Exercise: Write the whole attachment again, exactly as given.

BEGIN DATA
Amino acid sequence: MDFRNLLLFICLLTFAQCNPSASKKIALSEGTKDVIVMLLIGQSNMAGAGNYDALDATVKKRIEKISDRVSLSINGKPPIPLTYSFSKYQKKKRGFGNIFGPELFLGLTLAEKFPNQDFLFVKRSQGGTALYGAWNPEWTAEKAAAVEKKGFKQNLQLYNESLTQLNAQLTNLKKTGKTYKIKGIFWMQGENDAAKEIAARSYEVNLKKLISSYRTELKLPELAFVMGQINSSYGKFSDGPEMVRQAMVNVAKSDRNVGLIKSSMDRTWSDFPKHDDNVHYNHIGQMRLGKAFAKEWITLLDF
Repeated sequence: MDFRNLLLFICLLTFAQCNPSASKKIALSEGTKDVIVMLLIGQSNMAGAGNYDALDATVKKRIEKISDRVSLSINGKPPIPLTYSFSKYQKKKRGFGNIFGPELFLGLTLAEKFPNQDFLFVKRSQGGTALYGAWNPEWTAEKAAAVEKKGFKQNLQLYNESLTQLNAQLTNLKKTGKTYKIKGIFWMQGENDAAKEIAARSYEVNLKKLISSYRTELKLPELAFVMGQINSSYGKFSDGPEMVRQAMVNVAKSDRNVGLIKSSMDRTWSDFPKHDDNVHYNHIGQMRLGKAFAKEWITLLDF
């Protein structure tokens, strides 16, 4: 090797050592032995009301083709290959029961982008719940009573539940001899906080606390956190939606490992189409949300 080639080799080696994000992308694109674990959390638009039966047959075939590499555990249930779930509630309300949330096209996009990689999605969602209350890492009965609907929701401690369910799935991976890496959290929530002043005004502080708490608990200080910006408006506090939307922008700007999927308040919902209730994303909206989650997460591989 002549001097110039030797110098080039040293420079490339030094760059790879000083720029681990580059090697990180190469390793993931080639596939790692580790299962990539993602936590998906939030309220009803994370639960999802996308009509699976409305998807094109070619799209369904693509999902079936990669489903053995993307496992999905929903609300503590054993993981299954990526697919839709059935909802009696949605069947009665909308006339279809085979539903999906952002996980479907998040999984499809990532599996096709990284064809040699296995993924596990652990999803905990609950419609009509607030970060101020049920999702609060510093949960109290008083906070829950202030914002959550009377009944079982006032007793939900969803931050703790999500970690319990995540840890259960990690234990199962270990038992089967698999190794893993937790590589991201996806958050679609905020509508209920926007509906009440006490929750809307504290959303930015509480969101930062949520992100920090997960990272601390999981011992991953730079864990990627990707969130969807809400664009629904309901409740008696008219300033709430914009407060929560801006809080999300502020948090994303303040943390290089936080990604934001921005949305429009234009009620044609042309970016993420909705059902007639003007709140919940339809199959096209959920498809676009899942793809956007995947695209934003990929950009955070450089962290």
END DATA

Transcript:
Amino acid sequence: MDFRNLLLFICLLTFAQCNPSASKKIALSEGTKDVIVMLLIGQSNMAGAGNYDALDATVKKRIEKISDRVSLSINGKPPIPLTYSFSKYQKKKRGFGNIFGPELFLGLTLAEKFPNQDFLFVKRSQGGTALYGAWNPEWTAEKAAAVEKKGFKQNLQLYNESLTQLNAQLTNLKKTGKTYKIKGIFWMQGENDAAKEIAARSYEVNLKKLISSYRTELKLPELAFVMGQINSSYGKFSDGPEMVRQAMVNVAKSDRNVGLIKSSMDRTWSDFPKHDDNVHYNHIGQMRLGKAFAKEWITLLDF
Repeated sequence: MDFRNLLLFICLLTFAQCNPSASKKIALSEGTKDVIVMLLIGQSNMAGAGNYDALDATVKKRIEKISDRVSLSINGKPPIPLTYSFSKYQKKKRGFGNIFGPELFLGLTLAEKFPNQDFLFVKRSQGGTALYGAWNPEWTAEKAAAVEKKGFKQNLQLYNESLTQLNAQLTNLKKTGKTYKIKGIFWMQGENDAAKEIAARSYEVNLKKLISSYRTELKLPELAFVMGQINSSYGKFSDGPEMVRQAMVNVAKSDRNVGLIKSSMDRTWSDFPKHDDNVHYNHIGQMRLGKAFAKEWITLLDF
């Protein structure tokens, strides 16, 4: 090797050592032995009301083709290959029961982008719940009573539940001899906080606390956190939606490992189409949300 080639080799080696994000992308694109674990959390638009039966047959075939590499555990249930779930509630309300949330096209996009990689999605969602209350890492009965609907929701401690369910799935991976890496959290929530002043005004502080708490608990200080910006408006506090939307922008700007999927308040919902209730994303909206989650997460591989 002549001097110039030797110098080039040293420079490339030094760059790879000083720029681990580059090697990180190469390793993931080639596939790692580790299962990539993602936590998906939030309220009803994370639960999802996308009509699976409305998807094109070619799209369904693509999902079936990669489903053995993307496992999905929903609300503590054993993981299954990526697919839709059935909802009696949605069947009665909308006339279809085979539903999906952002996980479907998040999984499809990532599996096709990284064809040699296995993924596990652990999803905990609950419609009509607030970060101020049920999702609060510093949960109290008083906070829950202030914002959550009377009944079982006032007793939900969803931050703790999500970690319990995540840890259960990690234990199962270990038992089967698999190794893993937790590589991201996806958050679609905020509508209920926007509906009440006490929750809307504290959303930015509480969101930062949520992100920090997960990272601390999981011992991953730079864990990627990707969130969807809400664009629904309901409740008696008219300033709430914009407060929560801006809080999300502020948090994303303040943390290089936080990604934001921005949305429009234009009620044609042309970016993420909705059902007639003007709140919940339809199959096209959920498809676009899942793809956007995947695209934003990929950009955070450089962290």